5 ways to overcome online achievement gaps

Providing quality, equitable digital education now—and over the long haul
By: and | March 30, 2020
(Photo by Jacqueline Kelly on Unsplash)(Photo by Jacqueline Kelly on Unsplash)
Mark Warschauer is a professor of education and Di Xu is an associate professor of education at the University of California, Irvine. 

Mark Warschauer is a professor of education and Di Xu is an associate professor of education at the University of California, Irvine.

COVID-19 has hit higher education like a tsunami. Across the country, instructors and students have rapidly cleared out of their offices and dorms and just as quickly sought to transition to online learning.

This unprecedented shift raises two important questions: Can quality education be achieved in these circumstances, and can it be equitable?

Is online education equitable?

There is a lot of reason for skepticism. Our research conducted at a range of institutions shows that students tend to suffer online performance decrements, such as lower course completion rates and lower grades. And more disturbing, these gaps between face-to-face and online achievement are larger for low-performing students than for high-performing students, and they are also greater at broad, public-access institutions, including community colleges, rather than at elite universities. For all of these reasons, the growth of online learning can hamper efforts for educational equity.


Read: How to create community in online learning


Our research also shows the roots of these problems, which lie in the inherent structure of online instruction. Online classes, which are often based on “learn on your own time,” require more autonomous learning skills than face-to-face classes. Students, especially those who are low performing, often lack the self-regulation and study skills necessary to succeed in unstructured online environments.

In addition, online classes have fewer opportunities for direct interaction between the instructor and students, or among students, than face-to-face classes. Students often feel socially isolated and have a hard time connecting with the instructor and their peers online. Without these connections, they may have difficulty understanding course requirements and content, and become disengaged, confused and discouraged—again, especially students who are already at risk.

If we pay careful attention to a few basic principles of how to support student learning online, we can both limit the harm and develop the pedagogical approaches that will best serve our students in the future.

Overcoming online achievement gaps

Fortunately, our research also shows five important steps instructors can take to overcome these challenges, with benefits for all students, especially those who are most at risk in online environments.

  1. Create clear course syllabuses and materials, with simple but detailed explanations of how to navigate the course, access materials, participate in class activities and submit assignments.
  2. Humanize the course by showing your face and personality, communicating frequently with students, and giving students multiple channels to communicate with you.
  3. Promote social interaction among students by having them introduce themselves, engage in group discussion and collaborate on group projects.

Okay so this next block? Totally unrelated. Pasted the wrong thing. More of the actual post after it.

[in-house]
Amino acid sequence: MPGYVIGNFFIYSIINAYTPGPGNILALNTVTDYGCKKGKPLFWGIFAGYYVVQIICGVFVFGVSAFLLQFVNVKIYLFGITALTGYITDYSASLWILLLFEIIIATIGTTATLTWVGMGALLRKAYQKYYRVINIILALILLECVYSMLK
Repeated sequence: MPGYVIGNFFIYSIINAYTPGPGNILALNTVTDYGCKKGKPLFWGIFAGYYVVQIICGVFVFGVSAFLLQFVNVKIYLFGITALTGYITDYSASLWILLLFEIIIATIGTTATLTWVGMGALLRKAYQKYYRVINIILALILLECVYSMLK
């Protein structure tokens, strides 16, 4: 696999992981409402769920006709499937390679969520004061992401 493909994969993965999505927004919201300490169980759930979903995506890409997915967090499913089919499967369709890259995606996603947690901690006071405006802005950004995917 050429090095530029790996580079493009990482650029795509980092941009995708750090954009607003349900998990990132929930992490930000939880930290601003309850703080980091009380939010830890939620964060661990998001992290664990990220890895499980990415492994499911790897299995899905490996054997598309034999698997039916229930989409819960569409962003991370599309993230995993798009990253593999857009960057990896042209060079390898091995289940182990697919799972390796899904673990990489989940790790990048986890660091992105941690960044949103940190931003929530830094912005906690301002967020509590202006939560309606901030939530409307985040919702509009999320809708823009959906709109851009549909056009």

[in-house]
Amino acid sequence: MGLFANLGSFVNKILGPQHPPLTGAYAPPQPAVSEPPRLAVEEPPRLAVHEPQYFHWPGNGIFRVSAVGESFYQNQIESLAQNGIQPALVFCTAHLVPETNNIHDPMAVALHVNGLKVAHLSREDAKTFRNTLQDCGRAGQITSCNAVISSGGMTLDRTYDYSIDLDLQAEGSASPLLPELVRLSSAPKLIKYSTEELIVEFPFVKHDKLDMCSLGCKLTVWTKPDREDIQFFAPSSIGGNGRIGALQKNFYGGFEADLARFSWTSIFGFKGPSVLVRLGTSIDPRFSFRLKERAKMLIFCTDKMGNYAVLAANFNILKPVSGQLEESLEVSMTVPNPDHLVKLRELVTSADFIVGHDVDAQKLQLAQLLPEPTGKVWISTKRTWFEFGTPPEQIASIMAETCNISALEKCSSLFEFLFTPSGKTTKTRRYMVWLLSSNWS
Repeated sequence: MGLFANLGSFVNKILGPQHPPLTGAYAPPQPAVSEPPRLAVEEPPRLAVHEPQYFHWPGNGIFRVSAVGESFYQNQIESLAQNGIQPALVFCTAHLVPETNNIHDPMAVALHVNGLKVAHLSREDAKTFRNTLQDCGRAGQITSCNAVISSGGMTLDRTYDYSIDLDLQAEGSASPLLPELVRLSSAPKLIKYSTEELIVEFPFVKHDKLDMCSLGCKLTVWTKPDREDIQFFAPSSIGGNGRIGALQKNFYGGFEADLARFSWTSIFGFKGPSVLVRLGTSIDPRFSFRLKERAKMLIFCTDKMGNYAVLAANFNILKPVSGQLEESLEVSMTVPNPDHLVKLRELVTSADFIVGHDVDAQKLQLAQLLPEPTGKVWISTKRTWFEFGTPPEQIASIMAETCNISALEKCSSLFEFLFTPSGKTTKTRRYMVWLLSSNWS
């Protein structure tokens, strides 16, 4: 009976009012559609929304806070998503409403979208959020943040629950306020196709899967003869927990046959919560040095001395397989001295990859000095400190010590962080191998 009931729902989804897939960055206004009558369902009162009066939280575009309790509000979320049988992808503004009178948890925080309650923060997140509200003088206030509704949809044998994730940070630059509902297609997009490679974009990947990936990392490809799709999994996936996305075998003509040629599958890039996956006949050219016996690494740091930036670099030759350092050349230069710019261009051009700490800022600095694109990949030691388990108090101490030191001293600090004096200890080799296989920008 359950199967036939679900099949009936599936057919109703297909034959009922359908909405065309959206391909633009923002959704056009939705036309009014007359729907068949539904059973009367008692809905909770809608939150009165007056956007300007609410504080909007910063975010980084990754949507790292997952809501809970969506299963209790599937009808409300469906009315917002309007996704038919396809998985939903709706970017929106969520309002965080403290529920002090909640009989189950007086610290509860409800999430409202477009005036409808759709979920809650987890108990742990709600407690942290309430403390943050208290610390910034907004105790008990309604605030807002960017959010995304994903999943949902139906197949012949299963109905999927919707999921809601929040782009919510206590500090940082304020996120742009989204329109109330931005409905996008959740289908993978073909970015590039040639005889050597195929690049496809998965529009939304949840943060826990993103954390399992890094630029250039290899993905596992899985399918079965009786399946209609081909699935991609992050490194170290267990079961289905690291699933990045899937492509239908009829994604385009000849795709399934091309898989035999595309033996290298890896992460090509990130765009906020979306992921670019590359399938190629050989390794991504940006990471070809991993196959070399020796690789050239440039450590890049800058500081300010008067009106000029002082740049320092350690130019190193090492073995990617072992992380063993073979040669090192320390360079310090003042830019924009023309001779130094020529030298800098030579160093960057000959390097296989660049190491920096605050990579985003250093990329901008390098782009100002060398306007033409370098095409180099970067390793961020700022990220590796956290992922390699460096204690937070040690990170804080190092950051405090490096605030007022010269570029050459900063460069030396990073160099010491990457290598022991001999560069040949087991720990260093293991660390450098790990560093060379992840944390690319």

4. Teach students the study skills that are especially valuable for online learning, such as how to plan their study time, the importance of spacing out their study, and techniques for self-assessment.
  5. Support students’ self-regulation through frequent reminders and nudges in multiple ways throughout the term.

Read: How to transition (quickly) to online instruction


Resources for online instruction support

Of course, recognizing that these steps are valuable is not the same as being able to implement them in instruction, especially during periods of rapid transition to online learning. For that reason, we created the Online Learning Research Center to guide instructors through implementing changes. In each of these five areas, we explain why improvements are needed; discuss how to make them; and point to a carefully selected set of resources, including examples, materials and templates.

Additional features of the OLRC website include links to our research papers on each specific topic; an evidence-based rubric of quality online instruction so instructors can reflect on their courses; a separate set of guidelines for instructors who are just beginning online instruction; and resources for students to develop their study and self-regulation skills.


Read: New to the higher ed digital community?


COVID-19 is placing huge challenges on our nation and the world. Unfortunately, we can expect that the emergency transition to remote instruction will harm the quality of instruction in the short term. However, with or without these kinds of emergencies, online learning has been growing steadily for years, and is expected to continue growing in the future.

If we pay careful attention to a few basic principles of how to support student learning online, we can both limit the harm and develop the pedagogical approaches that will best serve our students in the future.


Read: Updated: 37 free higher ed resources during coronavirus pandemic


Mark Warschauer is a professor of education at the University of California, Irvine. He is a member of the National Academy of Education. Di Xu is an associate professor of education at the University of California, Irvine and a research affiliate at the Community College Research Center at Teachers College, Columbia University.